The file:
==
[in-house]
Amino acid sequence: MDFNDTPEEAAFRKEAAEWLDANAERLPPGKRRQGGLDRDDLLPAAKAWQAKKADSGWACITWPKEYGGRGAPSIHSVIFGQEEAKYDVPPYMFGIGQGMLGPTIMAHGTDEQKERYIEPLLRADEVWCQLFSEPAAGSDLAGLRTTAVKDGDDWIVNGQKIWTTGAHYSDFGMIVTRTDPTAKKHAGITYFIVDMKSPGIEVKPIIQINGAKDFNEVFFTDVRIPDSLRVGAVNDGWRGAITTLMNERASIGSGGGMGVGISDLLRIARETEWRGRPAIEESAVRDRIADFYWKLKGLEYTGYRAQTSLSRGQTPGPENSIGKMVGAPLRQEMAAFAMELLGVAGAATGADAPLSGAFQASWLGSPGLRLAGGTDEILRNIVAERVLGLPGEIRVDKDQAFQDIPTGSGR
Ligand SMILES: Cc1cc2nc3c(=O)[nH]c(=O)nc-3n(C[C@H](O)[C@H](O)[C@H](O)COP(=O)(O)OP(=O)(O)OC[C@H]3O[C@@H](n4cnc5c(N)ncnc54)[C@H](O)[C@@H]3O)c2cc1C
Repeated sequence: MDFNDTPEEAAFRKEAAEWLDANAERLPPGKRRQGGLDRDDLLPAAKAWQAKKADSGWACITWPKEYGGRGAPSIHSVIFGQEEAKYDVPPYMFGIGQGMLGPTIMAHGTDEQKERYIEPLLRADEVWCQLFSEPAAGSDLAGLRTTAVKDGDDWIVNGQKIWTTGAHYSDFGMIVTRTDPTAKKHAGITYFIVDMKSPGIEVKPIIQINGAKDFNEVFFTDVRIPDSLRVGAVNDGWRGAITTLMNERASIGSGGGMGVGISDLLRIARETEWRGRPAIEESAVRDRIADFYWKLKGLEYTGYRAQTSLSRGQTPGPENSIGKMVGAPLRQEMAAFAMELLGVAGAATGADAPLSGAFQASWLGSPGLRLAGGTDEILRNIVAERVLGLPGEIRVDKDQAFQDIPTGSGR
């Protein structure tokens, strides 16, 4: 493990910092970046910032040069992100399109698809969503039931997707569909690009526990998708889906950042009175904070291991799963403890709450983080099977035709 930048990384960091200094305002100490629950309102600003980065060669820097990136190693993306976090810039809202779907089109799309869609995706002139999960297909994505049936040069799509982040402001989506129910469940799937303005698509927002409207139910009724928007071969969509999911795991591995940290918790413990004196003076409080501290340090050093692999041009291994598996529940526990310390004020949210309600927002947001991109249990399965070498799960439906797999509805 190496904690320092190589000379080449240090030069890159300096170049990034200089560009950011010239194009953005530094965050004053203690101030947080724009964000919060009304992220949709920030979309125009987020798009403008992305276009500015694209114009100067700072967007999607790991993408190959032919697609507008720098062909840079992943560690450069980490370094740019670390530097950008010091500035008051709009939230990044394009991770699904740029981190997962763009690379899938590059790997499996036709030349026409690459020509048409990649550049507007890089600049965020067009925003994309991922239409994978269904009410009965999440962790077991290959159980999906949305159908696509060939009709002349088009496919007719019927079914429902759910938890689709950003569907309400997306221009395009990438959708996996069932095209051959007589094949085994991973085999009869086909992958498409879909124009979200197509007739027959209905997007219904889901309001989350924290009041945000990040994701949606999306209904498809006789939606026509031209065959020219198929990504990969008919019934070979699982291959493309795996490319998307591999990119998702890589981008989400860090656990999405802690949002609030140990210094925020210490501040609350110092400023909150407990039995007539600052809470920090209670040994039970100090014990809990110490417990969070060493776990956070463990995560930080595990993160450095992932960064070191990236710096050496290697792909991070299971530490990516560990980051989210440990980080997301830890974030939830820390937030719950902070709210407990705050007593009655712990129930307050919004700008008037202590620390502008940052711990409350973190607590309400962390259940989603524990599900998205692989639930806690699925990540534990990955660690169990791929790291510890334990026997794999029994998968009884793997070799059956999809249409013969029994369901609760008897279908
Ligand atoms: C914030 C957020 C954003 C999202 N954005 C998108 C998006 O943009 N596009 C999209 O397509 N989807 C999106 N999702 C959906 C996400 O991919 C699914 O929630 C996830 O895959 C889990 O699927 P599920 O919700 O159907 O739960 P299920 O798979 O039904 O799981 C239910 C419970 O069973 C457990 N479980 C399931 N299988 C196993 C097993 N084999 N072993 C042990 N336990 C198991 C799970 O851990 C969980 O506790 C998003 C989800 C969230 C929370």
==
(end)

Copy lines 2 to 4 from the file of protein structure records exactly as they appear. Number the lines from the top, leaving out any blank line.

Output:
Amino acid sequence: MDFNDTPEEAAFRKEAAEWLDANAERLPPGKRRQGGLDRDDLLPAAKAWQAKKADSGWACITWPKEYGGRGAPSIHSVIFGQEEAKYDVPPYMFGIGQGMLGPTIMAHGTDEQKERYIEPLLRADEVWCQLFSEPAAGSDLAGLRTTAVKDGDDWIVNGQKIWTTGAHYSDFGMIVTRTDPTAKKHAGITYFIVDMKSPGIEVKPIIQINGAKDFNEVFFTDVRIPDSLRVGAVNDGWRGAITTLMNERASIGSGGGMGVGISDLLRIARETEWRGRPAIEESAVRDRIADFYWKLKGLEYTGYRAQTSLSRGQTPGPENSIGKMVGAPLRQEMAAFAMELLGVAGAATGADAPLSGAFQASWLGSPGLRLAGGTDEILRNIVAERVLGLPGEIRVDKDQAFQDIPTGSGR
Ligand SMILES: Cc1cc2nc3c(=O)[nH]c(=O)nc-3n(C[C@H](O)[C@H](O)[C@H](O)COP(=O)(O)OP(=O)(O)OC[C@H]3O[C@@H](n4cnc5c(N)ncnc54)[C@H](O)[C@@H]3O)c2cc1C
Repeated sequence: MDFNDTPEEAAFRKEAAEWLDANAERLPPGKRRQGGLDRDDLLPAAKAWQAKKADSGWACITWPKEYGGRGAPSIHSVIFGQEEAKYDVPPYMFGIGQGMLGPTIMAHGTDEQKERYIEPLLRADEVWCQLFSEPAAGSDLAGLRTTAVKDGDDWIVNGQKIWTTGAHYSDFGMIVTRTDPTAKKHAGITYFIVDMKSPGIEVKPIIQINGAKDFNEVFFTDVRIPDSLRVGAVNDGWRGAITTLMNERASIGSGGGMGVGISDLLRIARETEWRGRPAIEESAVRDRIADFYWKLKGLEYTGYRAQTSLSRGQTPGPENSIGKMVGAPLRQEMAAFAMELLGVAGAATGADAPLSGAFQASWLGSPGLRLAGGTDEILRNIVAERVLGLPGEIRVDKDQAFQDIPTGSGR